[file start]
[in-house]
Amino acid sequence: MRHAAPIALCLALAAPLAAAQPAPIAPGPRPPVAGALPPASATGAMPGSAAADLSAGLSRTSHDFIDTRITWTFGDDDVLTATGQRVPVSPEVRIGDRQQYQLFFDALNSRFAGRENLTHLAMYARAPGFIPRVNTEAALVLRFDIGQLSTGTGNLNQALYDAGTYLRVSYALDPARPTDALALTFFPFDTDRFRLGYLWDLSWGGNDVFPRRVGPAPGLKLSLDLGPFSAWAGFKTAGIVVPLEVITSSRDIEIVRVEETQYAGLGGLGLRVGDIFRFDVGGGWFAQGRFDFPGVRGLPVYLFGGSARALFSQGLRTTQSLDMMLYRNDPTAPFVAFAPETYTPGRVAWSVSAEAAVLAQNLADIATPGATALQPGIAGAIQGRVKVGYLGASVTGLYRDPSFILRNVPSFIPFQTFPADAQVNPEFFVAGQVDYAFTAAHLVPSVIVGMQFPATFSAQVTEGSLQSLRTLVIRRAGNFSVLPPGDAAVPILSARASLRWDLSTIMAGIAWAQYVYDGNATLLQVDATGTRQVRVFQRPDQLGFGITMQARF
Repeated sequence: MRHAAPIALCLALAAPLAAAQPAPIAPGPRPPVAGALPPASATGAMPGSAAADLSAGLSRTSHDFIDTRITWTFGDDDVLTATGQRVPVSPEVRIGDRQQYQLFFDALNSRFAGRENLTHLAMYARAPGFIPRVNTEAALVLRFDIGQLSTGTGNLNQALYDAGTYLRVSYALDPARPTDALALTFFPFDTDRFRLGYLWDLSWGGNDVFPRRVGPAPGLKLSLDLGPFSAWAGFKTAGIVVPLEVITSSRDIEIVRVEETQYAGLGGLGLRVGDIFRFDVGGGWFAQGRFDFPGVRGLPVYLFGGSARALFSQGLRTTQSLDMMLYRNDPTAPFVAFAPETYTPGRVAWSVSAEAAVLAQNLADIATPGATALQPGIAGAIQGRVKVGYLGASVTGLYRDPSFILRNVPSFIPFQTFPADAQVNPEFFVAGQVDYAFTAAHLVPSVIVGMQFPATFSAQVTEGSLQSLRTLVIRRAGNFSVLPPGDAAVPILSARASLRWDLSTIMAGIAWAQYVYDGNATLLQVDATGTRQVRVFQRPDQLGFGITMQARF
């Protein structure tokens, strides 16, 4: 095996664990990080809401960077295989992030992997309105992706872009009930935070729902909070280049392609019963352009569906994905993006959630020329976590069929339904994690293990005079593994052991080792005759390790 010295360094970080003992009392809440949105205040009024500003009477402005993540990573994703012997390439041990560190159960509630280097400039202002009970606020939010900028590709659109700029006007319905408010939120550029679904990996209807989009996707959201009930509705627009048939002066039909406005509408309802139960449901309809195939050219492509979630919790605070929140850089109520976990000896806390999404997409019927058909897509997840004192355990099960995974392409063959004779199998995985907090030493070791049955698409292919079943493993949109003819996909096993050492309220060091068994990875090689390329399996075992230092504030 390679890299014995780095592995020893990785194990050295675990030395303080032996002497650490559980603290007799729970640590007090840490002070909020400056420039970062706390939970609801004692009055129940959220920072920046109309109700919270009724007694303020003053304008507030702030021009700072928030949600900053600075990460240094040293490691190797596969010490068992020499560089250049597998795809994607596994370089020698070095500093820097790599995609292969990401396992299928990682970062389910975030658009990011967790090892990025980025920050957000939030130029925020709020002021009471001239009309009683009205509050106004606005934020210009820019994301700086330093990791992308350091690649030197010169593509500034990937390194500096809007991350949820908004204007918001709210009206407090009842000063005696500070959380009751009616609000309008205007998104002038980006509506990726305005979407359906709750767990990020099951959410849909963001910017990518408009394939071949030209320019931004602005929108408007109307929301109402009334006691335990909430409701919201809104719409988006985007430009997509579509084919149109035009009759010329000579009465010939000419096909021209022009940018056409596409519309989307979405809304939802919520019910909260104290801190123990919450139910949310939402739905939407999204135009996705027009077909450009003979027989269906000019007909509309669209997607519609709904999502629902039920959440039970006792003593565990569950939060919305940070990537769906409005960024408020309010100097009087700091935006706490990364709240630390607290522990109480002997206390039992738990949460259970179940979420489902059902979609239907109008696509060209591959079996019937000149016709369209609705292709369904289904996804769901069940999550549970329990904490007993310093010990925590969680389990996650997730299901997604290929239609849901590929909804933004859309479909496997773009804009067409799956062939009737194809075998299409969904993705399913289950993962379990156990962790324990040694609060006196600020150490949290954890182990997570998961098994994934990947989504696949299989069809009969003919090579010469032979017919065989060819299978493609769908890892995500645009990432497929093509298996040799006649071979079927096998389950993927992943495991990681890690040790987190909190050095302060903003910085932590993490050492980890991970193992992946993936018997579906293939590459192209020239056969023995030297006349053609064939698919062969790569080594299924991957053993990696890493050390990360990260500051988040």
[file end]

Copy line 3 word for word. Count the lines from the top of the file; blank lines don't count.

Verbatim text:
Repeated sequence: MRHAAPIALCLALAAPLAAAQPAPIAPGPRPPVAGALPPASATGAMPGSAAADLSAGLSRTSHDFIDTRITWTFGDDDVLTATGQRVPVSPEVRIGDRQQYQLFFDALNSRFAGRENLTHLAMYARAPGFIPRVNTEAALVLRFDIGQLSTGTGNLNQALYDAGTYLRVSYALDPARPTDALALTFFPFDTDRFRLGYLWDLSWGGNDVFPRRVGPAPGLKLSLDLGPFSAWAGFKTAGIVVPLEVITSSRDIEIVRVEETQYAGLGGLGLRVGDIFRFDVGGGWFAQGRFDFPGVRGLPVYLFGGSARALFSQGLRTTQSLDMMLYRNDPTAPFVAFAPETYTPGRVAWSVSAEAAVLAQNLADIATPGATALQPGIAGAIQGRVKVGYLGASVTGLYRDPSFILRNVPSFIPFQTFPADAQVNPEFFVAGQVDYAFTAAHLVPSVIVGMQFPATFSAQVTEGSLQSLRTLVIRRAGNFSVLPPGDAAVPILSARASLRWDLSTIMAGIAWAQYVYDGNATLLQVDATGTRQVRVFQRPDQLGFGITMQARF